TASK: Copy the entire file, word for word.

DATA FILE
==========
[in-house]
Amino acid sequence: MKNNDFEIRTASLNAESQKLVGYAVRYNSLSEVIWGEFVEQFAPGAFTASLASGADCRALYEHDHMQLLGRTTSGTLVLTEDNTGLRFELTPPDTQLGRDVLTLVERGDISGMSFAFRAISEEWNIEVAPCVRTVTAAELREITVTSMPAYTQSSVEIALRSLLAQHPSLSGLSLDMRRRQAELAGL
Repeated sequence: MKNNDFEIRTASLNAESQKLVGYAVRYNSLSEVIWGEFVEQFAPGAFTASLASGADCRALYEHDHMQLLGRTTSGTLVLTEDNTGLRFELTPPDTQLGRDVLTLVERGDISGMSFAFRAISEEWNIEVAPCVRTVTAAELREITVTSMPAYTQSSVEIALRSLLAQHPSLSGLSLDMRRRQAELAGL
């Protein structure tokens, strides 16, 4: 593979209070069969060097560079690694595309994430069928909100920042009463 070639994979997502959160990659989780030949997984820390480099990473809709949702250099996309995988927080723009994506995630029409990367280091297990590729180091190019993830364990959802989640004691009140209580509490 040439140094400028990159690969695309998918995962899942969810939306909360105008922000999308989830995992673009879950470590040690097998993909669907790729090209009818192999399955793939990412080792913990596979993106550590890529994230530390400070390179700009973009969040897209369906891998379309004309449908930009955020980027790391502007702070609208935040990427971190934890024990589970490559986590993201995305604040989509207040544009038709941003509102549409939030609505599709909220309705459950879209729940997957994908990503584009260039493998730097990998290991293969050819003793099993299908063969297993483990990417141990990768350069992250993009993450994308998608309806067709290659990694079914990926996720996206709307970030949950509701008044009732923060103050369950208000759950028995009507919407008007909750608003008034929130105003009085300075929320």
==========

[in-house]
Amino acid sequence: MKNNDFEIRTASLNAESQKLVGYAVRYNSLSEVIWGEFVEQFAPGAFTASLASGADCRALYEHDHMQLLGRTTSGTLVLTEDNTGLRFELTPPDTQLGRDVLTLVERGDISGMSFAFRAISEEWNIEVAPCVRTVTAAELREITVTSMPAYTQSSVEIALRSLLAQHPSLSGLSLDMRRRQAELAGL
Repeated sequence: MKNNDFEIRTASLNAESQKLVGYAVRYNSLSEVIWGEFVEQFAPGAFTASLASGADCRALYEHDHMQLLGRTTSGTLVLTEDNTGLRFELTPPDTQLGRDVLTLVERGDISGMSFAFRAISEEWNIEVAPCVRTVTAAELREITVTSMPAYTQSSVEIALRSLLAQHPSLSGLSLDMRRRQAELAGL
């Protein structure tokens, strides 16, 4: 593979209070069969060097560079690694595309994430069928909100920042009463 070639994979997502959160990659989780030949997984820390480099990473809709949702250099996309995988927080723009994506995630029409990367280091297990590729180091190019993830364990959802989640004691009140209580509490 040439140094400028990159690969695309998918995962899942969810939306909360105008922000999308989830995992673009879950470590040690097998993909669907790729090209009818192999399955793939990412080792913990596979993106550590890529994230530390400070390179700009973009969040897209369906891998379309004309449908930009955020980027790391502007702070609208935040990427971190934890024990589970490559986590993201995305604040989509207040544009038709941003509102549409939030609505599709909220309705459950879209729940997957994908990503584009260039493998730097990998290991293969050819003793099993299908063969297993483990990417141990990768350069992250993009993450994308998608309806067709290659990694079914990926996720996206709307970030949950509701008044009732923060103050369950208000759950028995009507919407008007909750608003008034929130105003009085300075929320």